Buyer Resources - Articles

Buying Your Home - Home Inspections & Warranties

Do I need a home inspection?
Yes. Buying a home "as is" is a risky proposition. Major repairs on homes can amount to thousands of dollars. Plumbing, electrical and roof problems represent significant and complex systems that are expensive to fix.

How do I find a home inspector?
Your Realtor is one source. But keeping them independent from the agent may be a good idea. Inspectors are listed in the yellow pages. You can ask for referrals from friends. Ask for their credentials, such as contractor's license or engineering certificate. Also, check out their references.

In order to find a home inspector, Dian Hymer, author of "Buying and Selling a Home A Complete Guide," Chronicle Books, San Francisco; 1994, advises looking for someone with demonstrable qualifications. "Ideally, the general inspector you select should be either an engineer, an architect, or a contractor. When possible, hire an inspector who belongs to one of the home inspection trade organizations."

The American Society of Home Inspectors (ASHI) has developed formal inspection guidelines and a professional code of ethics for its members. Membership to ASHI is not automatic; proven field experience and technical knowledge of structures and their various systems and appliances are a prerequisite. One can usually find an inspector by looking in the phone book or by inquiring at a real estate office or sometimes at an area Realtor association. Rates for the service vary greatly. Many inspectors charge about $375 or higher depending on the size of the home and the scope of the inspection.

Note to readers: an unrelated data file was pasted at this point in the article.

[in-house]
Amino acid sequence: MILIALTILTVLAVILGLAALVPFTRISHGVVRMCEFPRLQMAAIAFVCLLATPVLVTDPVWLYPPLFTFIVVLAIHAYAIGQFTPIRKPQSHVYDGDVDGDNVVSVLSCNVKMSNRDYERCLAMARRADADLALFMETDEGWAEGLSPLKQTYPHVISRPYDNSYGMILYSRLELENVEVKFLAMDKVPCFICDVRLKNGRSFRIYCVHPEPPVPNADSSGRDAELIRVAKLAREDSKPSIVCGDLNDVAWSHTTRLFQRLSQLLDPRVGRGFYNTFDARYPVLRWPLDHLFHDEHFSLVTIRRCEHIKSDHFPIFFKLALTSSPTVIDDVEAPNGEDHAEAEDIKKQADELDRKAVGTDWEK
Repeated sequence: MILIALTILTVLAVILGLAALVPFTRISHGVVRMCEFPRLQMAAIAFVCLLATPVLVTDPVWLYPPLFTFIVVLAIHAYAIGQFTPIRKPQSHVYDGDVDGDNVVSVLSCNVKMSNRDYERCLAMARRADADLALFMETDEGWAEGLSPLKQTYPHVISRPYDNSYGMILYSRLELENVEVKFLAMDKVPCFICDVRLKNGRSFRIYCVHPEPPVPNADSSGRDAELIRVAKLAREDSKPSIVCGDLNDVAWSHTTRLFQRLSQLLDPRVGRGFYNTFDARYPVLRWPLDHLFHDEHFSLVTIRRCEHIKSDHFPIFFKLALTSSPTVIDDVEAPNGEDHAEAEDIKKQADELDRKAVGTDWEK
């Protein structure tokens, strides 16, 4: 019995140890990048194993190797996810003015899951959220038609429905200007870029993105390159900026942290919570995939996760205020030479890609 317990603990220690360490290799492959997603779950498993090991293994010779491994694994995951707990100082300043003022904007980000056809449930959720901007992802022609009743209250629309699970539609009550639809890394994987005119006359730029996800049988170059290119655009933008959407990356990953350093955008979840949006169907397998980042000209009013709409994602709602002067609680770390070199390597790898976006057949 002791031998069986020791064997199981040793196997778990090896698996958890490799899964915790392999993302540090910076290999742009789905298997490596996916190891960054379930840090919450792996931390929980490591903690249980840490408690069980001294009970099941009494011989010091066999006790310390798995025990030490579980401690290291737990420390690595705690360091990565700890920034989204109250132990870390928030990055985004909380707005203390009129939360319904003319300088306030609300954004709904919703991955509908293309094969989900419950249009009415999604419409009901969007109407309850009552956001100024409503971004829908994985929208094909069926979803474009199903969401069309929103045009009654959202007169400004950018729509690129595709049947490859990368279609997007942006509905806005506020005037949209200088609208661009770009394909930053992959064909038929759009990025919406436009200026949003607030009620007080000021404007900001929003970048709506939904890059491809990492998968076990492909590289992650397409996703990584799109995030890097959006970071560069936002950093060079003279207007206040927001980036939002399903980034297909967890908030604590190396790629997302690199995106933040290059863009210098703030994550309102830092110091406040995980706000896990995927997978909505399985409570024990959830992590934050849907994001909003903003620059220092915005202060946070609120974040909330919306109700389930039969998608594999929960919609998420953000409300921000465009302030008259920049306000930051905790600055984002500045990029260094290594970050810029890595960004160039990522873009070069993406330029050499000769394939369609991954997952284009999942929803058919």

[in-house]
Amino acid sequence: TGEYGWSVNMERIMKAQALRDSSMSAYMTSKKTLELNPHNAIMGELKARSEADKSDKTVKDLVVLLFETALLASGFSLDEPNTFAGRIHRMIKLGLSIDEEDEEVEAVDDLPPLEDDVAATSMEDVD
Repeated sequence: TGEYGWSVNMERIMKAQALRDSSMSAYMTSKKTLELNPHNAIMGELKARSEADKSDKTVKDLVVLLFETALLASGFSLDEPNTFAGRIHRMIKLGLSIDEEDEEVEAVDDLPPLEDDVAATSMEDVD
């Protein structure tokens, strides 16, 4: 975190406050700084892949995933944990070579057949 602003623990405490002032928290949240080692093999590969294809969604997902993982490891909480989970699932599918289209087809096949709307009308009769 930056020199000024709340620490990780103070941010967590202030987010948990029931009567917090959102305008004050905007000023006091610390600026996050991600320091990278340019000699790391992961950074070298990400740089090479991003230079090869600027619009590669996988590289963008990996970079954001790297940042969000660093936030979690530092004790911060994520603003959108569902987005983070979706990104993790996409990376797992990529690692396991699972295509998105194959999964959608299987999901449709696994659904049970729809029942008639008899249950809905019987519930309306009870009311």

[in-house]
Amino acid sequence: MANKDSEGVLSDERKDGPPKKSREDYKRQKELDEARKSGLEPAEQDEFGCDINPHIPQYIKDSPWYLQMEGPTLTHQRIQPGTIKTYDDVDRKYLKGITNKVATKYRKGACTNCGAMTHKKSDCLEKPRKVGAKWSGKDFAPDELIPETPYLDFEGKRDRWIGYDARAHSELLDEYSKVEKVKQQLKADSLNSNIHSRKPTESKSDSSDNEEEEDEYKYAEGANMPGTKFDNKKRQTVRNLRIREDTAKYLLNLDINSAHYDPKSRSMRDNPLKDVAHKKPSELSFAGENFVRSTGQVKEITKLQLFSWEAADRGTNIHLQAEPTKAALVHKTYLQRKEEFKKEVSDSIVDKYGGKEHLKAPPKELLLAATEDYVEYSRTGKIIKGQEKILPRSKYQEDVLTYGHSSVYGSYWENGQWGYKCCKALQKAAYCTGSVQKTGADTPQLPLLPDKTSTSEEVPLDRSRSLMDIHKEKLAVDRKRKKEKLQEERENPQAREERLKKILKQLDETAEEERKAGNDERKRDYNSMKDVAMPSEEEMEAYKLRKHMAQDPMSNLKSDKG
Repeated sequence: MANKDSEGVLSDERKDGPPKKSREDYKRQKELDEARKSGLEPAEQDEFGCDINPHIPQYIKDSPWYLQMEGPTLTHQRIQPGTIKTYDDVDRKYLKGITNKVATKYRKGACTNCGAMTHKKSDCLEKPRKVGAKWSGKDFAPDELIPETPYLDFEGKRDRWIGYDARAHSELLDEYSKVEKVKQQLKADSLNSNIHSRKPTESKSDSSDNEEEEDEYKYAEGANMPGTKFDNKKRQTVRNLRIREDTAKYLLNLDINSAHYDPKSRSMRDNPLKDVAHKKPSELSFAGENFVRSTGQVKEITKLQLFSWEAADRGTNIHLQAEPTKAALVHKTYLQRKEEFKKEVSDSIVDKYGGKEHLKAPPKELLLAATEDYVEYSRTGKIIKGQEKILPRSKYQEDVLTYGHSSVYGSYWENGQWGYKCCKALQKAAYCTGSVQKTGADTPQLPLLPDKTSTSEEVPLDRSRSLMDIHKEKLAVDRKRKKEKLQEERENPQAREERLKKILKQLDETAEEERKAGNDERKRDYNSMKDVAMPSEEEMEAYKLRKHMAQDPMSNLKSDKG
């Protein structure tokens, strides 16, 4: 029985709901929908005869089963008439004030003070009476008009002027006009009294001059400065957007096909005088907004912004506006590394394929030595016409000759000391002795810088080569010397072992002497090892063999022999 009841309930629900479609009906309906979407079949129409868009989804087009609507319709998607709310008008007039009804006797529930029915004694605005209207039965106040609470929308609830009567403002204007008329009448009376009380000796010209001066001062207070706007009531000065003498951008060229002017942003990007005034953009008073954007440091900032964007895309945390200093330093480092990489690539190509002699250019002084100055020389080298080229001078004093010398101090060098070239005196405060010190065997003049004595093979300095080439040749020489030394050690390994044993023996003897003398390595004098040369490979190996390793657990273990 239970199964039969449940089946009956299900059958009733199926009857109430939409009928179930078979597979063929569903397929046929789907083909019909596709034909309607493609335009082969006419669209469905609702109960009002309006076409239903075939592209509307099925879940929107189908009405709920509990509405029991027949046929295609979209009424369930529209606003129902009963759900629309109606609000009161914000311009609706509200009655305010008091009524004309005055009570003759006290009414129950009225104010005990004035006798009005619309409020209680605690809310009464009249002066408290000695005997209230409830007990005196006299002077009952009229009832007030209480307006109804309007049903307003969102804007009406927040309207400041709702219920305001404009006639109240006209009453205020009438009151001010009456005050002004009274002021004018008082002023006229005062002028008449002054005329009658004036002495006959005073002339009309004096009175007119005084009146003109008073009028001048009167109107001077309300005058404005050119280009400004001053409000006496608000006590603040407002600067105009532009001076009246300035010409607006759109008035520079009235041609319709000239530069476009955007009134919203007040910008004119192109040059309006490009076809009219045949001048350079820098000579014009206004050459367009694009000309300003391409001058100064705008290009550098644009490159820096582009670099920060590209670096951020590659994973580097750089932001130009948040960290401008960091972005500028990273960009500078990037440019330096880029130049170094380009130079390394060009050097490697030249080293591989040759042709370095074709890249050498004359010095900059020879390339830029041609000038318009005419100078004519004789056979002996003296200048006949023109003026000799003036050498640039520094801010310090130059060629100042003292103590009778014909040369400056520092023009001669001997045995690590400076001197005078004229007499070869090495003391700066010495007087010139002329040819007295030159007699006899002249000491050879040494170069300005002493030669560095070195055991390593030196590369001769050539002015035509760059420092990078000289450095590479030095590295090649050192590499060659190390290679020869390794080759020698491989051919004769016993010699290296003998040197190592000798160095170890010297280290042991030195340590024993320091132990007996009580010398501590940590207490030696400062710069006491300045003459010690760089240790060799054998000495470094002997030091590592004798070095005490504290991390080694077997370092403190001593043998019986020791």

What's a home inspection?
A home inspection is when a paid professional inspector -- often a contractor or an engineer -- inspects the structure of the home, searching for defects in the  mechanical systems or other problems that might plague the owner later on. They usually represent the buyer and are paid by the buyer. Inspections usually take place after a purchase contract between buyer and seller has been signed. There may be more than one kind of inspection depending on the buyers desire. Sewer scopes, Oil tank detectors, Radon, Pest and Dry Rot, Well flow tests, are some of the others that a buyer might want to have during the negotiated inspection period.  Oregon Real Estate forms provides buyers with a list of types of inspections a buyer can choose from to identify as part of the sales agreement.  These tests are performed within an accepted time line between buyer and seller.

Jennifer Shetler
Jennifer Shetler
Principal Broker/Owner, CRS, ABR, HOWNW